05-26-18 – Blog Queen - Sarah Raplee

Saturday, June 1, 2013

Time To Play

By Robin Kramme

I’ve never been good at growing plants.  But, sometimes, when all the elements align just right, I’m able to nurture stories from seedling to healthy, full bloom.

The Soil and initial thoughts of warm Sunshine:
Robin Kramme

In May 2011, I attended a play festival near my home in Arizona.  A writer pal had one of her short plays included in the event and I went to support her. Previously, I had read and enjoyed her short stories and working novels.  The idea of writing for stage had never occurred to me, but my interest was piqued.  It was a lovely evening and as expected I liked her play very much.

The Fertilizer and a cool shower of Rain:

My summer was busy with little time for any form of creative writing.  As October rolled around, I received a rejection letter for a manuscript I’d submitted in April.  (I’d had a successful pitch appointment with an editor at the Desert Rose Desert Dreams Writers Conference.)  Naturally, I was disappointed but wasn’t sure if I’d received a form letter as some of the comments did not apply to the ms I had submitted.  In particular, the editor did not care for the dialogue.  This was a surprise as my critique partners had all commented positively on this element of my novel and I thought it was a strength of the story.  I like writing dialogue. 
The Seed:

In November my husband and I treated ourselves to a fabulous 15-day trans- Atlantic cruise.  After a few days on board, I noticed several passengers wearing the exact same jogging outfits with the ship’s logo.  At dinner I overheard a conversation about the poor passengers on board whose luggage never made it to the ship and had no chance of catching up to us as we were shortly headed out to sea.  I couldn’t help wondering, What were the suitcases thinking?  They must be confused and feel abandoned.  Sharing these thoughts with my husband, we’ve been married a long time, he smiled and poured me more wine. 

The Sprout:

When we (and all our luggage) returned home, I sat down and wrote, Bad Travel, a short play that tells the story of four pieces of lost luggage told from the luggage’s point of view.  I researched format, got some help from some writer pals and submitted to the local play contest my friend had had her success with.

The Bloom:

In May of 2012, Bad Travel was included in the Arizona Women’s Theatre Company’s Pandora Festival.  My friend had a new play selected, too.  It was an amazing experience to have my words spoken on stage by professional actors and to hear the audience’s laughter and applause.  Though the stipend was small, my joy was enormous!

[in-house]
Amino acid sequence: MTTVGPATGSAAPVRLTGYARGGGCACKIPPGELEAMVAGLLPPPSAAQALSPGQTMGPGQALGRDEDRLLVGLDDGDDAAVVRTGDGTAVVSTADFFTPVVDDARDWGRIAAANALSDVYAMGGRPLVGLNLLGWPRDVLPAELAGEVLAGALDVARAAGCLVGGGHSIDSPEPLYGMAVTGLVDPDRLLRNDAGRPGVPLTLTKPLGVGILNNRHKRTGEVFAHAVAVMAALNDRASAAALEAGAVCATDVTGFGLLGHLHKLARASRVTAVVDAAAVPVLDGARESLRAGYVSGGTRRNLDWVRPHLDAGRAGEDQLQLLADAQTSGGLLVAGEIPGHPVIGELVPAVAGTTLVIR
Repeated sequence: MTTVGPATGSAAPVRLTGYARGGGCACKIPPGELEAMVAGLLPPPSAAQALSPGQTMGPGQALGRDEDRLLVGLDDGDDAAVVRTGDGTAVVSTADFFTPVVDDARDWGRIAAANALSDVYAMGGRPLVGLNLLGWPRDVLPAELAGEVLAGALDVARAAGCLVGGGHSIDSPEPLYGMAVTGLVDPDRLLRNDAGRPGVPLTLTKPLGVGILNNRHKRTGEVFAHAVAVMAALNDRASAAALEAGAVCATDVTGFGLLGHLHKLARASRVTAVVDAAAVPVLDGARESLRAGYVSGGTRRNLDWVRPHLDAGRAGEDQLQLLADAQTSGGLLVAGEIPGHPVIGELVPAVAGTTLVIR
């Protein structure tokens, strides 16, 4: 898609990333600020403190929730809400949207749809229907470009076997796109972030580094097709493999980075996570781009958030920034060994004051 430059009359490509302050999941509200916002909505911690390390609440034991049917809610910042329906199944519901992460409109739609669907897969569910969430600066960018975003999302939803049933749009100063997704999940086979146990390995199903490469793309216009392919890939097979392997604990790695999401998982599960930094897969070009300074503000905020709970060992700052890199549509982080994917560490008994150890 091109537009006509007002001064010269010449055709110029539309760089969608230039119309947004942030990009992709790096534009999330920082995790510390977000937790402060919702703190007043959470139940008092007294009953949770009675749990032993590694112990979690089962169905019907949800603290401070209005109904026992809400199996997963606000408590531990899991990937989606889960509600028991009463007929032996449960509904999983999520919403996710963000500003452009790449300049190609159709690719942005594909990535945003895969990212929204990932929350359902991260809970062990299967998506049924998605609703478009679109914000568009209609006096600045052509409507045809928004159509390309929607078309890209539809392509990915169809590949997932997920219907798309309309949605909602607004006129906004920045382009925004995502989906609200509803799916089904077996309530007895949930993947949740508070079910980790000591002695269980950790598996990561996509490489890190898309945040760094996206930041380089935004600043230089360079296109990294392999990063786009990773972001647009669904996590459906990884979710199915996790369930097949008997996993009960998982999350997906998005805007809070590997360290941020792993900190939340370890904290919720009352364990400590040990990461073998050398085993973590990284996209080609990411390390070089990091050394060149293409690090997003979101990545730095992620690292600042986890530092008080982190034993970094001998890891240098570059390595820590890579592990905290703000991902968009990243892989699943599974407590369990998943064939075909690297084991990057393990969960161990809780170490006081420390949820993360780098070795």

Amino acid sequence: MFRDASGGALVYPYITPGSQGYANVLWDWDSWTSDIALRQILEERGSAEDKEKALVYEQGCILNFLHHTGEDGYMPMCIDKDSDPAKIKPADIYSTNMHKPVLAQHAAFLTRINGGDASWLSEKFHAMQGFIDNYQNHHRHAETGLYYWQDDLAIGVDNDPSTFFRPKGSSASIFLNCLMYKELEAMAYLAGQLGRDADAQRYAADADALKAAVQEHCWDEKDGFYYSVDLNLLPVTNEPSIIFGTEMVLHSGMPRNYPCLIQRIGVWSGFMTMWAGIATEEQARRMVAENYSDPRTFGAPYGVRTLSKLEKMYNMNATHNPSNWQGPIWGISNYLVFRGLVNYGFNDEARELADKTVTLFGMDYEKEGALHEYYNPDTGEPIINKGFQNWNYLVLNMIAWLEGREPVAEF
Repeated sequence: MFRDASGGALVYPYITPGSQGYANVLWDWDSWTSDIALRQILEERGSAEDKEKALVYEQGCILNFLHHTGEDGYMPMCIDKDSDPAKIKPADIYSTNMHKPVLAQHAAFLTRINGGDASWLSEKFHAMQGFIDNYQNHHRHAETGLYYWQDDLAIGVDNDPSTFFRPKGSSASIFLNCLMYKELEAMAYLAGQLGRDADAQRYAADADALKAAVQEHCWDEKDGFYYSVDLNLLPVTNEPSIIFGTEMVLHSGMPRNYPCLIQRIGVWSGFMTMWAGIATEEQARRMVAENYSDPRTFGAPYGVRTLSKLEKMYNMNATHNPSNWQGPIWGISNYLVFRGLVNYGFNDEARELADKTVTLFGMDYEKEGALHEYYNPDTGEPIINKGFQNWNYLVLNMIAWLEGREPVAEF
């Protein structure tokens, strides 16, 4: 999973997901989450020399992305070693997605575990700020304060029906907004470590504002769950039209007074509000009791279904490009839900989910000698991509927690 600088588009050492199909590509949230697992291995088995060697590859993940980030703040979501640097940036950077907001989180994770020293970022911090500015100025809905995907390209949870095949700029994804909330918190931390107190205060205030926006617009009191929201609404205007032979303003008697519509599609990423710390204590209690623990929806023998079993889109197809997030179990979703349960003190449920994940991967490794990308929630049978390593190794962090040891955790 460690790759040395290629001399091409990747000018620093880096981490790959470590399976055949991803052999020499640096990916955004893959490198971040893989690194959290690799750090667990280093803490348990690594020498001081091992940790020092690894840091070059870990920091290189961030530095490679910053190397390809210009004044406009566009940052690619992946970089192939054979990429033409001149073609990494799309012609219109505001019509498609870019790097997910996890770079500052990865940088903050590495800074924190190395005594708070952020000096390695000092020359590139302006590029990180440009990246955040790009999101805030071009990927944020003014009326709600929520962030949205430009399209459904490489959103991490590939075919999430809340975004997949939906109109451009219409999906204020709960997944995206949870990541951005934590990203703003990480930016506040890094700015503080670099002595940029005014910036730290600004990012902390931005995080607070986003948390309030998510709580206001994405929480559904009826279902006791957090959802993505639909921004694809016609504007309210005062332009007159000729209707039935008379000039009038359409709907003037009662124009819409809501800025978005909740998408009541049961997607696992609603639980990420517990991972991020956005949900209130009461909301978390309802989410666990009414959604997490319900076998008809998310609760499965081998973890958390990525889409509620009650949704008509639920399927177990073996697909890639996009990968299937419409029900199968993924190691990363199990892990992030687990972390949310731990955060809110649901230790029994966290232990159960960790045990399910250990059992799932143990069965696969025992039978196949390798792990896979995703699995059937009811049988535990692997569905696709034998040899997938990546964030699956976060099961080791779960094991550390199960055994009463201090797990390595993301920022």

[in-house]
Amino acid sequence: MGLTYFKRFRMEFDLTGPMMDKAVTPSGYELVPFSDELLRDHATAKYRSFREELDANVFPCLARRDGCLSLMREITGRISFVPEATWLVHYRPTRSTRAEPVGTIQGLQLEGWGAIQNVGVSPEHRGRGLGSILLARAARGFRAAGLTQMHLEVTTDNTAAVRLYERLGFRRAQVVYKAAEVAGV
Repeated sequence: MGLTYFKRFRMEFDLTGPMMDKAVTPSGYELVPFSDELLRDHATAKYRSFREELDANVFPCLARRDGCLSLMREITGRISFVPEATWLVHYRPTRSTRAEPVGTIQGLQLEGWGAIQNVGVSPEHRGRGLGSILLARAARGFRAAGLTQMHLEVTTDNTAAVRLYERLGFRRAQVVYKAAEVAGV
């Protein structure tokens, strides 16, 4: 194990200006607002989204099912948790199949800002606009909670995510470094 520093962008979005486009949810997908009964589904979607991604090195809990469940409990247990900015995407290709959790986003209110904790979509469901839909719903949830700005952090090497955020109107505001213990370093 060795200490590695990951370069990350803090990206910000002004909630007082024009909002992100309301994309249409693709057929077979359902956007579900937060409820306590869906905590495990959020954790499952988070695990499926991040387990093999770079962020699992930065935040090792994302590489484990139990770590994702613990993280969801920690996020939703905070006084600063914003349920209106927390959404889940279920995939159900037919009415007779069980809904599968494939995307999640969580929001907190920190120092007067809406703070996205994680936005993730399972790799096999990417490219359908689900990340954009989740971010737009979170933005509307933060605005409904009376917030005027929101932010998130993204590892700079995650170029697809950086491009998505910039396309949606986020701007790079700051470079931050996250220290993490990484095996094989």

The Harvest:

Story ideas are all around us.  We need to be open to them and willing to explore the various formats of story telling.  Rejection is part of writing and part of life.  A supportive husband is a gift.  Being a part of a writing community is priceless.


I’ve submitted another short comedy and also a one-act drama that are both currently being judged for the 2013 festival.  Keep your fingers crossed for me.


Judith Ashley said...


Thanks for joining us today at Romancing The Genres and for taking the plunge with us as we explore another facet of stroytelling!

I love the fact that you took an idea and used it to inspire you to write a play.

And I totally agree, being part of a writing community is priceless. So glad we belong to the same one!

Paty Jager said...

What a great story! I bet the play was fun.

Robin Kramme said...

Thanks so much for asking me to write for this wonderful blog. It was fun remembering how this part of my writing life came about!

And, Paty,
Based on the laughter, which I must admit I like hearing on the DVD they gave me, the play was fun for the audience, too!


Sarah Raplee said...

Hi Robin,

Sorry to chime in late, but I'm - wait for it! - traveling, LOL.

What a wonderful, whimsical idea for a play! Unique and fun - two of my favorite things in a story.

Hold in your heart the audience laughter that tells you THEY loved your dialogue. Your audience are the people who really matter.

Robin K. said...

Hi, Sarah,
Hope your luggage is behaving!
My director told me theater goers are obliged to clap and that applause can't be trusted but that laughter is spontaneous and is hard to hold back. Isn't it interesting how a rejection can encourage our writing!
Safe travel.

Lindy said...

Fun to hear how your clever play "grew." I can't wait to hear it. It sounds hilarious! When you get back in town you can bring your play on DVD and I'll bring mine and we'll have a "playdate."